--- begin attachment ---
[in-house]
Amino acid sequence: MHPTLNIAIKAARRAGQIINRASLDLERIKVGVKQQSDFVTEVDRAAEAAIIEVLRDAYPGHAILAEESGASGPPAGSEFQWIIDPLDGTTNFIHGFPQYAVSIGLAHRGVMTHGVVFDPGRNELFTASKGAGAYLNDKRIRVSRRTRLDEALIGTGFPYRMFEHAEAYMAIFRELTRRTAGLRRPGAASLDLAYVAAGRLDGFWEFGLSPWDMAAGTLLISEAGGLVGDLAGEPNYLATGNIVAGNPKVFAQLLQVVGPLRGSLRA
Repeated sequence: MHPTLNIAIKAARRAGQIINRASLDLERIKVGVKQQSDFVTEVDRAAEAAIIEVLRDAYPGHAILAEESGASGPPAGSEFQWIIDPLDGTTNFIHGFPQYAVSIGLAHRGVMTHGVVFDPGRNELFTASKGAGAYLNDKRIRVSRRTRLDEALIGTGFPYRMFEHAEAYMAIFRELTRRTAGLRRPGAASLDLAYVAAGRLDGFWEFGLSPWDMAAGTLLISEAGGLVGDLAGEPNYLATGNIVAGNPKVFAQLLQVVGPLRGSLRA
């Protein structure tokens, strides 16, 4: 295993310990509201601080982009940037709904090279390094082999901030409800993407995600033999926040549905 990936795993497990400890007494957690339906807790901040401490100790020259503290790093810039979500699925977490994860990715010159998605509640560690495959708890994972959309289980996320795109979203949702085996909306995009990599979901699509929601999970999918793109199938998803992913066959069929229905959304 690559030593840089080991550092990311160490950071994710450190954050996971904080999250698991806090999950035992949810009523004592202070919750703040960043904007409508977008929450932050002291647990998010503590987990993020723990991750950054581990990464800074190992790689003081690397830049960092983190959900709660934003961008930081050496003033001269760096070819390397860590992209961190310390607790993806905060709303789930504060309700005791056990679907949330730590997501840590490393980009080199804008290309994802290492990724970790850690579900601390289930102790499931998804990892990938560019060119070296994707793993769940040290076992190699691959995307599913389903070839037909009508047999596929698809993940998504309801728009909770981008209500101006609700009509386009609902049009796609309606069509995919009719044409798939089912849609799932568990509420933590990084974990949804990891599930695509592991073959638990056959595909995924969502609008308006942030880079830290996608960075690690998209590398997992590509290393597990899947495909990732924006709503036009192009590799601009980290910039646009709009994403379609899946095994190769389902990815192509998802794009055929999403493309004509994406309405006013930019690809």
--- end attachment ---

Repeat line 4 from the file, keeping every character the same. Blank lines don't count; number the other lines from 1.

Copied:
């Protein structure tokens, strides 16, 4: 295993310990509201601080982009940037709904090279390094082999901030409800993407995600033999926040549905 990936795993497990400890007494957690339906807790901040401490100790020259503290790093810039979500699925977490994860990715010159998605509640560690495959708890994972959309289980996320795109979203949702085996909306995009990599979901699509929601999970999918793109199938998803992913066959069929229905959304 690559030593840089080991550092990311160490950071994710450190954050996971904080999250698991806090999950035992949810009523004592202070919750703040960043904007409508977008929450932050002291647990998010503590987990993020723990991750950054581990990464800074190992790689003081690397830049960092983190959900709660934003961008930081050496003033001269760096070819390397860590992209961190310390607790993806905060709303789930504060309700005791056990679907949330730590997501840590490393980009080199804008290309994802290492990724970790850690579900601390289930102790499931998804990892990938560019060119070296994707793993769940040290076992190699691959995307599913389903070839037909009508047999596929698809993940998504309801728009909770981008209500101006609700009509386009609902049009796609309606069509995919009719044409798939089912849609799932568990509420933590990084974990949804990891599930695509592991073959638990056959595909995924969502609008308006942030880079830290996608960075690690998209590398997992590509290393597990899947495909990732924006709503036009192009590799601009980290910039646009709009994403379609899946095994190769389902990815192509998802794009055929999403493309004509994406309405006013930019690809």